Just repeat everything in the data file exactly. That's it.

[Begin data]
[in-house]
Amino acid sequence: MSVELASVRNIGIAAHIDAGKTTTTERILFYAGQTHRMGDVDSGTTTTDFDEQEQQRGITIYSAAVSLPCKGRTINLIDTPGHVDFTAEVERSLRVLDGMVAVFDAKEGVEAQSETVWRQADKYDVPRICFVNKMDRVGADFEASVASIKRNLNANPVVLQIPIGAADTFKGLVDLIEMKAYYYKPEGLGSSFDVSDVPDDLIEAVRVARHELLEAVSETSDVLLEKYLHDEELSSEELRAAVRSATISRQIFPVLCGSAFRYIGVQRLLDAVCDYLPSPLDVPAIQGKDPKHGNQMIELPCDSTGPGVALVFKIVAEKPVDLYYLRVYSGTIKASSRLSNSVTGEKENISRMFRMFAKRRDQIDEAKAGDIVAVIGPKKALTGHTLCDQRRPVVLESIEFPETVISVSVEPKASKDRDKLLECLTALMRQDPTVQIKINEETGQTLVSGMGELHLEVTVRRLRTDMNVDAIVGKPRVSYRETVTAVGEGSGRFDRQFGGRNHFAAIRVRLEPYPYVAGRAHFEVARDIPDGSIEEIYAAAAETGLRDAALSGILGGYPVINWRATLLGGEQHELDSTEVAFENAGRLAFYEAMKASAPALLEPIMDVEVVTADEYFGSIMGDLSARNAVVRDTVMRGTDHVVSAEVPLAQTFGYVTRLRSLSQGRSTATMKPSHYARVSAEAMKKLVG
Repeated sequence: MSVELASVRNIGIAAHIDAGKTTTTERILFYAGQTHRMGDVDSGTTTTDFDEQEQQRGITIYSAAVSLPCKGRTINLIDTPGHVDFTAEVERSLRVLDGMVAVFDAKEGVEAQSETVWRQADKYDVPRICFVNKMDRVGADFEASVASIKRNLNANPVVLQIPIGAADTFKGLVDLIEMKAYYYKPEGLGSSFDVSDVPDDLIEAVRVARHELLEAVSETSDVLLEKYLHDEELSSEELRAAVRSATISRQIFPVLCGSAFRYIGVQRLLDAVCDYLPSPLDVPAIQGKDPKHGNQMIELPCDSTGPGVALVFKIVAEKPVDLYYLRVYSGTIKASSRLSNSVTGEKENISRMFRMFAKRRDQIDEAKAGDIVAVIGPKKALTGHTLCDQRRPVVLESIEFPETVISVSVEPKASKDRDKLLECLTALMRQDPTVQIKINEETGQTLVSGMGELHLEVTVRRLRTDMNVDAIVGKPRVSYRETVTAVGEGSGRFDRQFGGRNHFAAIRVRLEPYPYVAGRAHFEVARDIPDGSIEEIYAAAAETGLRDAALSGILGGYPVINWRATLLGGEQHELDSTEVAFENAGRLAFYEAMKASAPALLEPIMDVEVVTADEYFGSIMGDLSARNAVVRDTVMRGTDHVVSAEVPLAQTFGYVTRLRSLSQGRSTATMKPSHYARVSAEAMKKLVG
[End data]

[in-house]
Amino acid sequence: MSVELASVRNIGIAAHIDAGKTTTTERILFYAGQTHRMGDVDSGTTTTDFDEQEQQRGITIYSAAVSLPCKGRTINLIDTPGHVDFTAEVERSLRVLDGMVAVFDAKEGVEAQSETVWRQADKYDVPRICFVNKMDRVGADFEASVASIKRNLNANPVVLQIPIGAADTFKGLVDLIEMKAYYYKPEGLGSSFDVSDVPDDLIEAVRVARHELLEAVSETSDVLLEKYLHDEELSSEELRAAVRSATISRQIFPVLCGSAFRYIGVQRLLDAVCDYLPSPLDVPAIQGKDPKHGNQMIELPCDSTGPGVALVFKIVAEKPVDLYYLRVYSGTIKASSRLSNSVTGEKENISRMFRMFAKRRDQIDEAKAGDIVAVIGPKKALTGHTLCDQRRPVVLESIEFPETVISVSVEPKASKDRDKLLECLTALMRQDPTVQIKINEETGQTLVSGMGELHLEVTVRRLRTDMNVDAIVGKPRVSYRETVTAVGEGSGRFDRQFGGRNHFAAIRVRLEPYPYVAGRAHFEVARDIPDGSIEEIYAAAAETGLRDAALSGILGGYPVINWRATLLGGEQHELDSTEVAFENAGRLAFYEAMKASAPALLEPIMDVEVVTADEYFGSIMGDLSARNAVVRDTVMRGTDHVVSAEVPLAQTFGYVTRLRSLSQGRSTATMKPSHYARVSAEAMKKLVG
Repeated sequence: MSVELASVRNIGIAAHIDAGKTTTTERILFYAGQTHRMGDVDSGTTTTDFDEQEQQRGITIYSAAVSLPCKGRTINLIDTPGHVDFTAEVERSLRVLDGMVAVFDAKEGVEAQSETVWRQADKYDVPRICFVNKMDRVGADFEASVASIKRNLNANPVVLQIPIGAADTFKGLVDLIEMKAYYYKPEGLGSSFDVSDVPDDLIEAVRVARHELLEAVSETSDVLLEKYLHDEELSSEELRAAVRSATISRQIFPVLCGSAFRYIGVQRLLDAVCDYLPSPLDVPAIQGKDPKHGNQMIELPCDSTGPGVALVFKIVAEKPVDLYYLRVYSGTIKASSRLSNSVTGEKENISRMFRMFAKRRDQIDEAKAGDIVAVIGPKKALTGHTLCDQRRPVVLESIEFPETVISVSVEPKASKDRDKLLECLTALMRQDPTVQIKINEETGQTLVSGMGELHLEVTVRRLRTDMNVDAIVGKPRVSYRETVTAVGEGSGRFDRQFGGRNHFAAIRVRLEPYPYVAGRAHFEVARDIPDGSIEEIYAAAAETGLRDAALSGILGGYPVINWRATLLGGEQHELDSTEVAFENAGRLAFYEAMKASAPALLEPIMDVEVVTADEYFGSIMGDLSARNAVVRDTVMRGTDHVVSAEVPLAQTFGYVTRLRSLSQGRSTATMKPSHYARVSAEAMKKLVG